- The Washington Times - Monday, November 5, 2018

Bill O’Reilly, the former kingpin of cable news, says President Trump’s eventual exit from the political stage will trigger the “total collapse” of the industry.

The man who once dominated airwaves with “no spin” analysis on Fox News says that hatred is primarily propping up ratings in 2018. An implosion, Mr. O’Reilly predicts, is inevitable without the billionaire’s personality around to attract an audience.

“You either like him or you hate him,” the conservative pundit told The Washington Examiner on Monday. “All right. So the New York Times is making money, survives on hating Trump. So does CNN … and MSNBC and NBC News. There’s nothing else that drives people into watching MSNBC or CNN other than Trump hatred. They have nothing else to offer. Nothing.”

Mr. O’Reilly’s sentiments, for all intents and purposes, were recently shared by CNN President Jeff Zucker as well.

“Just looking at the past 25 years, these last three are among the most successful in CNN history,” Mr. Zucker told Vanity Fair for its December issue. “My view is this: Obviously our audience numbers will not stay at this level when he’s not president, either in two years or six years. Nobody should be pretending otherwise. I do believe, though, that we have reset the playing field so that our audience levels will be significantly higher than they were.”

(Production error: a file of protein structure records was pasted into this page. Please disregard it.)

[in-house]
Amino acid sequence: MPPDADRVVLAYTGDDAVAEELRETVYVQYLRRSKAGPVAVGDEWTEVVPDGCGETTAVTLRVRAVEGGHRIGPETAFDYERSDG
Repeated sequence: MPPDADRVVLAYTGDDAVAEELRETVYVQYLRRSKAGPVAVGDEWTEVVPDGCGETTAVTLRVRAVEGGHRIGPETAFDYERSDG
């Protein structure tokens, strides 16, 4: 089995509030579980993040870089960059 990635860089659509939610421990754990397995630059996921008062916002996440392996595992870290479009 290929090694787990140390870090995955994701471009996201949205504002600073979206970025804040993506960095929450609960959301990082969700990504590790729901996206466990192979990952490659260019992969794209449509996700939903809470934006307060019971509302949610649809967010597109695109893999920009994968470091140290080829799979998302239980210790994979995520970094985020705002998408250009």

Mr. O’Reilly added that networks stay afloat in large part because of elderly regional citizens who tune in due to habit.

SEE ALSO: Bill O’Reilly’s ‘Killing the SS’ hits top slot on NYTs best-seller list, dethrones Fox’s Carlson

“And when Trump leaves the stage, you’re going to see a total collapse of cable news,” the “Killing the SS” author said. “Network news already collapsed. The only people watching them are in the Midwest, in the South, and elderly people, and they’re just used to the tradition of watching. But in the urban centers and among younger Americans, network is — I dunno, you go out and ask who [CBS Evening News Anchor] Jeff Glor is.”

• Douglas Ernst can be reached at dernst@washingtontimes.com.

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